GateHouse — WARNING: Today’s column will include repeated uses of the phrase “SUPER LICE.” If you are like me — which you are not, unless you’re currently hopscotching around the room squealing “ew ew ew ew” and flailing your hands around like a Motown backup dancer from 1963 — you will receive this news with the kind of horror they get in bad old monster movies when the aliens attack, or whenever Mitch McConnell walks into a room. Pretty much whenever they put the word “super” before the name of an insect, you know you’re in for a long afternoon.
I’ll just come right out and say this: My kids had lice last year. Both kids. Two kids, two heads, 5,000 lice. We understood it with the older one, what with the way he runs into other things with his head a lot (true story), but we’re still not sure what happened with the baby, who’s usually too busy eating donuts to really interact with other children. The good news was we knew where the lice came from, we knew who passed them on, and my children are under strict orders to never again report to that bus stop.
(I am actually psychosomatically itching right now writing this column. I have a lot of problems. You’d be surprised how many of them are insect-based.)
If your kids have never had lice, hit your knees and pray to whichever god handles head and scalp issues (The Romans had like eight of them). And then get up, because your prayers will fail. The lice are coming. All human children on Earth get lice, but you don’t know that, because no parents on Earth talk about lice until someone else’s kid also gets lice. Only then is it safe to talk about, a shared malady that brings people closer together, just obviously not enough to where their heads are touching. But you can look at the person across from you at the playground and think, “Now there’s someone who has been awake at 2 in the morning combing invisible atom-sized creatures near the space adjacent to her children’s brain.”
Yet this year brings extra panic, because researchers at the University of Massachusetts Amherst, which is officially now Earth’s worst place to have a field trip, discovered that this new strain of lice seems to be resistant to the usual gross treatments.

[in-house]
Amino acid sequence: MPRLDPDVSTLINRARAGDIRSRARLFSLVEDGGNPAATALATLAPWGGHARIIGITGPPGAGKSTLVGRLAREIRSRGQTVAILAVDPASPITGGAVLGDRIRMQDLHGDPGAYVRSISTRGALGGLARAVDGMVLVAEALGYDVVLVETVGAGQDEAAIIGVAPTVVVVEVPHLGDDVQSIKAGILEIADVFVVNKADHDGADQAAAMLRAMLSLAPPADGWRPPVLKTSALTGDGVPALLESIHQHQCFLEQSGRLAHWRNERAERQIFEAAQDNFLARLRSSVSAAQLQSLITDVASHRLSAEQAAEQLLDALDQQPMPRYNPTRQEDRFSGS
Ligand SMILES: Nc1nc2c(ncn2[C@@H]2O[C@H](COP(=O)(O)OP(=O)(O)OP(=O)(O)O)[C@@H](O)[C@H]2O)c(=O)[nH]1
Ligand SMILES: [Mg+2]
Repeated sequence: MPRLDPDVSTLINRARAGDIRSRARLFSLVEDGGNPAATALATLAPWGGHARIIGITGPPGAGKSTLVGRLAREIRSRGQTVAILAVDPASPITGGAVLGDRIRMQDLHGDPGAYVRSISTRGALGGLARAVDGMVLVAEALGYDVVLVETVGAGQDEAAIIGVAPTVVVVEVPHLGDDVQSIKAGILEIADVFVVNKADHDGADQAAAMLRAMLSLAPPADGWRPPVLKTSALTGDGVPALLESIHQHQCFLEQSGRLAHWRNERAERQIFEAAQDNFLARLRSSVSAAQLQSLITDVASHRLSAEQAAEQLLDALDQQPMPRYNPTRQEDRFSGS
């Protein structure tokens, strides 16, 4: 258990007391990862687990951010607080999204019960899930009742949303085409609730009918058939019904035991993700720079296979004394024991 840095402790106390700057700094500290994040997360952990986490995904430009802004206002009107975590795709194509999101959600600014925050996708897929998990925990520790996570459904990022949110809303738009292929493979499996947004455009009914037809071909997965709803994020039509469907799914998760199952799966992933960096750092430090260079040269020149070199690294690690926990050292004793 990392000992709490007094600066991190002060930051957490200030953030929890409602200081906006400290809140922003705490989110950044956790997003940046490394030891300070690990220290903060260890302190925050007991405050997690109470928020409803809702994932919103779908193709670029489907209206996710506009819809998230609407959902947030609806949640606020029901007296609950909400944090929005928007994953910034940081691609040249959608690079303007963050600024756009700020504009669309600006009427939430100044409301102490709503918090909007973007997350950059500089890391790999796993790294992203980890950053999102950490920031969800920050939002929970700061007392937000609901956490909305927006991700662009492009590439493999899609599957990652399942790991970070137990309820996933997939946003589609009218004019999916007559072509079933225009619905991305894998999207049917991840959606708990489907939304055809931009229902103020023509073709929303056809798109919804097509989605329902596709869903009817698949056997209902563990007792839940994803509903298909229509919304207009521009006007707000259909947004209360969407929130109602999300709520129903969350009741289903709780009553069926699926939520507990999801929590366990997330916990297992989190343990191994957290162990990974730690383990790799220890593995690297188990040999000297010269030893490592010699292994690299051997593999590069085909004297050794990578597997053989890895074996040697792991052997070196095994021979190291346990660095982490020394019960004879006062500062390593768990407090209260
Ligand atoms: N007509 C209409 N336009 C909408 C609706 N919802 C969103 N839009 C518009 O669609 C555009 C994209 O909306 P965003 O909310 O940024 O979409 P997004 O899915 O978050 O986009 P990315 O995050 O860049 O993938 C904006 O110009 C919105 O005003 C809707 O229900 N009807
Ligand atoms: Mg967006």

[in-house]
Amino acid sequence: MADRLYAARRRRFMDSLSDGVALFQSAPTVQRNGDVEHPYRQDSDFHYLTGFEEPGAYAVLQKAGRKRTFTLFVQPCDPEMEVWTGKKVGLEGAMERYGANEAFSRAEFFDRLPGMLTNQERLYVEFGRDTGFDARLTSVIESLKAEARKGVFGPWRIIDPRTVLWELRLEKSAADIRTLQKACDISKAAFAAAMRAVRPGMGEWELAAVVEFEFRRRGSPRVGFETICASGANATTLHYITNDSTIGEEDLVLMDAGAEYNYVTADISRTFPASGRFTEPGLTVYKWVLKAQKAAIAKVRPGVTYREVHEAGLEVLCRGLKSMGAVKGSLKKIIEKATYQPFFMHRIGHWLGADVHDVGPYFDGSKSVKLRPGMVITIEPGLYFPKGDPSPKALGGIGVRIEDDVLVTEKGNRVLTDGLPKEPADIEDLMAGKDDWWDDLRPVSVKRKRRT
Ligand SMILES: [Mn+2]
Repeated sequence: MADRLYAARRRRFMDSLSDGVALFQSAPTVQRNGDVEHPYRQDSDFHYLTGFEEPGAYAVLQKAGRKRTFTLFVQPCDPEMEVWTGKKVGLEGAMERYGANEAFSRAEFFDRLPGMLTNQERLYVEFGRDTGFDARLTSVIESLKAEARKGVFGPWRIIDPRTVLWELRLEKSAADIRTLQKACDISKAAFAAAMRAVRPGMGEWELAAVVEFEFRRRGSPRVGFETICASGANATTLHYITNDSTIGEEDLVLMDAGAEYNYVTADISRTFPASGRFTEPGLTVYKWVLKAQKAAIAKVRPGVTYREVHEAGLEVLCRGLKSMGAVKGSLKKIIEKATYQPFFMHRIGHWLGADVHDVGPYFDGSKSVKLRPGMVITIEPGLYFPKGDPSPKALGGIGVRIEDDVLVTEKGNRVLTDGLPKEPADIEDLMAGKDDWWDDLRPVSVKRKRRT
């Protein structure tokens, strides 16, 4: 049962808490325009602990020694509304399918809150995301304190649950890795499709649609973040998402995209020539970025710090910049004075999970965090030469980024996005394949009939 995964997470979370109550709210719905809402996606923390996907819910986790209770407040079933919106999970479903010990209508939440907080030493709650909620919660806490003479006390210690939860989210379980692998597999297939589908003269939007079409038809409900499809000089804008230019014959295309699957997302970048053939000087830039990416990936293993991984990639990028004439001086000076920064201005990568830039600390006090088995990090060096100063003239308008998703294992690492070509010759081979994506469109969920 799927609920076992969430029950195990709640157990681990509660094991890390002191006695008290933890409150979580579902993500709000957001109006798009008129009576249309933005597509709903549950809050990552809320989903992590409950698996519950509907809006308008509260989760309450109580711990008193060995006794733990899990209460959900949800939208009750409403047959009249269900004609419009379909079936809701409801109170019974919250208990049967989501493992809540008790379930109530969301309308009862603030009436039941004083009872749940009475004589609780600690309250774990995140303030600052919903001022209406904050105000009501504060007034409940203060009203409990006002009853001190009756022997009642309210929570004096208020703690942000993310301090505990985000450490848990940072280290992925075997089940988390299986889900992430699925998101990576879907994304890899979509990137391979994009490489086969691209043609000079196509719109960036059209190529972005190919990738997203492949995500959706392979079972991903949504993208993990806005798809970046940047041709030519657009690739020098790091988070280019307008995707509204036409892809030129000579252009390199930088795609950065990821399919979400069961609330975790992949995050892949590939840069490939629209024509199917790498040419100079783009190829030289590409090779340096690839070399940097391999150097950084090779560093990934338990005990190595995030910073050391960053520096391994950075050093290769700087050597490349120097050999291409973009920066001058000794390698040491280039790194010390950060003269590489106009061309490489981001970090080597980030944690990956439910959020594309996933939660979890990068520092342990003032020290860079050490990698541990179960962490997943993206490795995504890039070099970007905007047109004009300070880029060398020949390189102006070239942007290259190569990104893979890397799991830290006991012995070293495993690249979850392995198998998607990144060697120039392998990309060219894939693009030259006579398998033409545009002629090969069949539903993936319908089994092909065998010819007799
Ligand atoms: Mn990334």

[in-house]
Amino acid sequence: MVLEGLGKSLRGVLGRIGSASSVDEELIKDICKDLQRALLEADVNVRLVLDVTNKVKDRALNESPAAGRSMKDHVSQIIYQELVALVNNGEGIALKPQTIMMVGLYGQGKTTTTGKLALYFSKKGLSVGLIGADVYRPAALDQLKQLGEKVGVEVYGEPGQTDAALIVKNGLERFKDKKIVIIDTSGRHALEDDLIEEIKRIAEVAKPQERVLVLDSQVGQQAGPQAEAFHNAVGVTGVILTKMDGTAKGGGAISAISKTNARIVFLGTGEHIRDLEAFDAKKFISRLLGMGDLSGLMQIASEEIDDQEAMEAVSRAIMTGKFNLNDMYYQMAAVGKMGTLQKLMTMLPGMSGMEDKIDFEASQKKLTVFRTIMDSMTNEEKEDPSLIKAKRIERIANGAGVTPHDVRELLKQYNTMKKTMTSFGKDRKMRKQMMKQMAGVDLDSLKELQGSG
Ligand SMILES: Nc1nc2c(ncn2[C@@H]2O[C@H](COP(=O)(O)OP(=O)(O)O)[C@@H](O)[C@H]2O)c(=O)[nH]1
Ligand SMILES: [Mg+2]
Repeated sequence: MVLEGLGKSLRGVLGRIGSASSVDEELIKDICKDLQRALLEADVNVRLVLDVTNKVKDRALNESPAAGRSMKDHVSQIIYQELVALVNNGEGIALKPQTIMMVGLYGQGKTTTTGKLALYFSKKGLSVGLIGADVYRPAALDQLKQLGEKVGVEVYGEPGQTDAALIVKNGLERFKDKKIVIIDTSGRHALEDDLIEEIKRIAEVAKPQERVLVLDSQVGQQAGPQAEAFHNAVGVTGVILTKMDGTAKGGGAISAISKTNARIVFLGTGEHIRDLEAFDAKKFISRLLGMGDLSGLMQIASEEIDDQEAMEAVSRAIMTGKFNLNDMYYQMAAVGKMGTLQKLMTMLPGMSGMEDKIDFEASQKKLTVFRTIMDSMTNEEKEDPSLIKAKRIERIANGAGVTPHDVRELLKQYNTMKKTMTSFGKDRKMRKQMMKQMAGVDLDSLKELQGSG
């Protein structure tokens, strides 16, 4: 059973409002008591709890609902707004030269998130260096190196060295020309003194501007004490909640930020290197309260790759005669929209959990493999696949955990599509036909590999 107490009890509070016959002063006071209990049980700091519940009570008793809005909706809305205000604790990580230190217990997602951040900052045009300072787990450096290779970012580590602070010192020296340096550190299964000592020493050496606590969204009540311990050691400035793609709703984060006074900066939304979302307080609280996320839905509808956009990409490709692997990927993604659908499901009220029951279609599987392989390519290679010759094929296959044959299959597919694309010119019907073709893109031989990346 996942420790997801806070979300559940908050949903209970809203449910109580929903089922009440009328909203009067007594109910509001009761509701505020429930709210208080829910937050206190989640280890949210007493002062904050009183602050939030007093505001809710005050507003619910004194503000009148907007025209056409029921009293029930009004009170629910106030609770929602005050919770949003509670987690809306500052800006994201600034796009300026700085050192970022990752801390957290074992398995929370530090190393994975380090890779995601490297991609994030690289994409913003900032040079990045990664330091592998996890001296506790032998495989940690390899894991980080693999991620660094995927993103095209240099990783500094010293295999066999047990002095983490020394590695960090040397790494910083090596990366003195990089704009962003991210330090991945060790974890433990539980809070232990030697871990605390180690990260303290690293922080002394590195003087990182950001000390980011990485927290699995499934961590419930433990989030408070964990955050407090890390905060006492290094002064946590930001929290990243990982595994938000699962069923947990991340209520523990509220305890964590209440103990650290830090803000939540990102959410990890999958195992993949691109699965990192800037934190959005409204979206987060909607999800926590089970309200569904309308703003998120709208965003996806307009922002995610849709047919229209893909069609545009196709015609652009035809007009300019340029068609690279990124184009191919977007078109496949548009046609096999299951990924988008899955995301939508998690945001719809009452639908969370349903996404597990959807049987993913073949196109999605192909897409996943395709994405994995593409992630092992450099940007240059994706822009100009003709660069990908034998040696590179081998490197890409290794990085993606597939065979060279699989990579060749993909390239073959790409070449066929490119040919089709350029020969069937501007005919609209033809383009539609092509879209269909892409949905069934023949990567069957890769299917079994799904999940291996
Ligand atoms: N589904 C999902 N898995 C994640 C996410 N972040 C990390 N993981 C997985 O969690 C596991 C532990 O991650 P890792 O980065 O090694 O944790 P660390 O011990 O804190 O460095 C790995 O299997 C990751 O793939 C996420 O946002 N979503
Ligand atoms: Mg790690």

Related, sort of
- I For One Welcome Our New Walking Octopus / Walking Insect Overlords
- I Can’t Help But Notice That No One Is Fleeing in Terror From The Hairy Crazy Ants
But here are a few basic things we can do to ease the problem. First of all, we need to drop the word “super” here. These are animals that spend the whole of their lives feasting on the scalp-flesh of human children; they do not require additional descriptive adjectives. Let’s replace it with something less terrifying, like “caramel.” There. “New strains of caramel lice may be coming to schools near you.” I don’t know about you, but I’m like 75% less frightened already.
Second, let’s drop the word “strain.” Strain indicates scientists in canary-yellow hazmats suits working on ET and carrying around vials of things designed to kill the things in vials. Let’s call them “cousins.” Caramel Lice are cousins of regular lice. Jeez, these guys are starting to sound not only safe, but adorable.
Next, we need better-smelling lice-treatment options, because the ones we have aren’t working, and also they make your kid’s head smell like the contents of a bucket that is used to clean a middle-school cafeteria. I would almost rather have lice and have a normal-smelling head that be lice-free and have this smell about me. You know those stink-lines that come off of Pepe Le Pew in cartoons? This is what I’m saying.
Finally, and I can’t back this up with paperwork, but I’m preeeeeeetty sure that when we were going through three rounds of Lice Hell last year, there were reports of super lice as well, tiny gnawing monsters resistant to the usual treatments. I saw this on The Internet, which is where I usually turn immediately for health tips regarding my children. (It’s incidentally where I read about super lice in the first place.)